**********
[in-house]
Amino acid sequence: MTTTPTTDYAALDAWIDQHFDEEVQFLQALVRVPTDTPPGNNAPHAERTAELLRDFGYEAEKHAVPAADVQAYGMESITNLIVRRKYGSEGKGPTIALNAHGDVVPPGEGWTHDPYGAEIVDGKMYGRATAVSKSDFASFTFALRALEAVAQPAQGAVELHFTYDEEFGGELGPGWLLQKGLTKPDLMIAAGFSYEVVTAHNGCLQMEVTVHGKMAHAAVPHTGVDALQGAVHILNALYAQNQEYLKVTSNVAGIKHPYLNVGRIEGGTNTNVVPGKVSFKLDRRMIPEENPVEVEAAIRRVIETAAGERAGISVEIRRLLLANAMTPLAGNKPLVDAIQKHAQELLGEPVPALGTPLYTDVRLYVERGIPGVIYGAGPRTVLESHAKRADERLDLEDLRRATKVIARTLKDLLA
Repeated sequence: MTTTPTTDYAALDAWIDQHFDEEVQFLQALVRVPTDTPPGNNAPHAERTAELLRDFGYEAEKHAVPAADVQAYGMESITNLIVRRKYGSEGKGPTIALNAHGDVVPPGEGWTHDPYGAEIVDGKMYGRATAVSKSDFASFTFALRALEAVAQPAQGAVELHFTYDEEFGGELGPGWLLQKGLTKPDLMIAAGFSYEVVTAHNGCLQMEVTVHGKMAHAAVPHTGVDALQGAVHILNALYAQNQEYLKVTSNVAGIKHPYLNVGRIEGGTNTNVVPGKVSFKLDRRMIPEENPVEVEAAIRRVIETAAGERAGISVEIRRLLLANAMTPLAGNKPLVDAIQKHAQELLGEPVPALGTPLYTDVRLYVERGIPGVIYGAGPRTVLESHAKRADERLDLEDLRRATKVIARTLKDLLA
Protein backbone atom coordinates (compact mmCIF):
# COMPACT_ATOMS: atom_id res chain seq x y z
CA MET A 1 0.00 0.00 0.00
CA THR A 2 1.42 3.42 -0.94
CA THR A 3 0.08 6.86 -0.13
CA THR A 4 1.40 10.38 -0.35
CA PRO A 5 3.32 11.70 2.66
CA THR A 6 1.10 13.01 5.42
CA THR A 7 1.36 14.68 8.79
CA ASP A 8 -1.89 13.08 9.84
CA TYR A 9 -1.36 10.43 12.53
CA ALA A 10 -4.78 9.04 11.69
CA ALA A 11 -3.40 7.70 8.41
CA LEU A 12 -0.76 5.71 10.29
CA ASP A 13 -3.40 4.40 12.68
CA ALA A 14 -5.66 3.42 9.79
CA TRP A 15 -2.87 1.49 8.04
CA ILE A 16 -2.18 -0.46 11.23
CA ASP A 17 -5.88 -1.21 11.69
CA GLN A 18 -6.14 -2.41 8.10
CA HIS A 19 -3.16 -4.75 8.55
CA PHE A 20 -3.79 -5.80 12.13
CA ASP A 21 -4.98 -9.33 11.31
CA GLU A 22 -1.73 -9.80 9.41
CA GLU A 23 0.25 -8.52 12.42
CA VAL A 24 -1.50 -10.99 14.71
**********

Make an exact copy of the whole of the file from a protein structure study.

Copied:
[in-house]
Amino acid sequence: MTTTPTTDYAALDAWIDQHFDEEVQFLQALVRVPTDTPPGNNAPHAERTAELLRDFGYEAEKHAVPAADVQAYGMESITNLIVRRKYGSEGKGPTIALNAHGDVVPPGEGWTHDPYGAEIVDGKMYGRATAVSKSDFASFTFALRALEAVAQPAQGAVELHFTYDEEFGGELGPGWLLQKGLTKPDLMIAAGFSYEVVTAHNGCLQMEVTVHGKMAHAAVPHTGVDALQGAVHILNALYAQNQEYLKVTSNVAGIKHPYLNVGRIEGGTNTNVVPGKVSFKLDRRMIPEENPVEVEAAIRRVIETAAGERAGISVEIRRLLLANAMTPLAGNKPLVDAIQKHAQELLGEPVPALGTPLYTDVRLYVERGIPGVIYGAGPRTVLESHAKRADERLDLEDLRRATKVIARTLKDLLA
Repeated sequence: MTTTPTTDYAALDAWIDQHFDEEVQFLQALVRVPTDTPPGNNAPHAERTAELLRDFGYEAEKHAVPAADVQAYGMESITNLIVRRKYGSEGKGPTIALNAHGDVVPPGEGWTHDPYGAEIVDGKMYGRATAVSKSDFASFTFALRALEAVAQPAQGAVELHFTYDEEFGGELGPGWLLQKGLTKPDLMIAAGFSYEVVTAHNGCLQMEVTVHGKMAHAAVPHTGVDALQGAVHILNALYAQNQEYLKVTSNVAGIKHPYLNVGRIEGGTNTNVVPGKVSFKLDRRMIPEENPVEVEAAIRRVIETAAGERAGISVEIRRLLLANAMTPLAGNKPLVDAIQKHAQELLGEPVPALGTPLYTDVRLYVERGIPGVIYGAGPRTVLESHAKRADERLDLEDLRRATKVIARTLKDLLA
Protein backbone atom coordinates (compact mmCIF):
# COMPACT_ATOMS: atom_id res chain seq x y z
CA MET A 1 0.00 0.00 0.00
CA THR A 2 1.42 3.42 -0.94
CA THR A 3 0.08 6.86 -0.13
CA THR A 4 1.40 10.38 -0.35
CA PRO A 5 3.32 11.70 2.66
CA THR A 6 1.10 13.01 5.42
CA THR A 7 1.36 14.68 8.79
CA ASP A 8 -1.89 13.08 9.84
CA TYR A 9 -1.36 10.43 12.53
CA ALA A 10 -4.78 9.04 11.69
CA ALA A 11 -3.40 7.70 8.41
CA LEU A 12 -0.76 5.71 10.29
CA ASP A 13 -3.40 4.40 12.68
CA ALA A 14 -5.66 3.42 9.79
CA TRP A 15 -2.87 1.49 8.04
CA ILE A 16 -2.18 -0.46 11.23
CA ASP A 17 -5.88 -1.21 11.69
CA GLN A 18 -6.14 -2.41 8.10
CA HIS A 19 -3.16 -4.75 8.55
CA PHE A 20 -3.79 -5.80 12.13
CA ASP A 21 -4.98 -9.33 11.31
CA GLU A 22 -1.73 -9.80 9.41
CA GLU A 23 0.25 -8.52 12.42
CA VAL A 24 -1.50 -10.99 14.71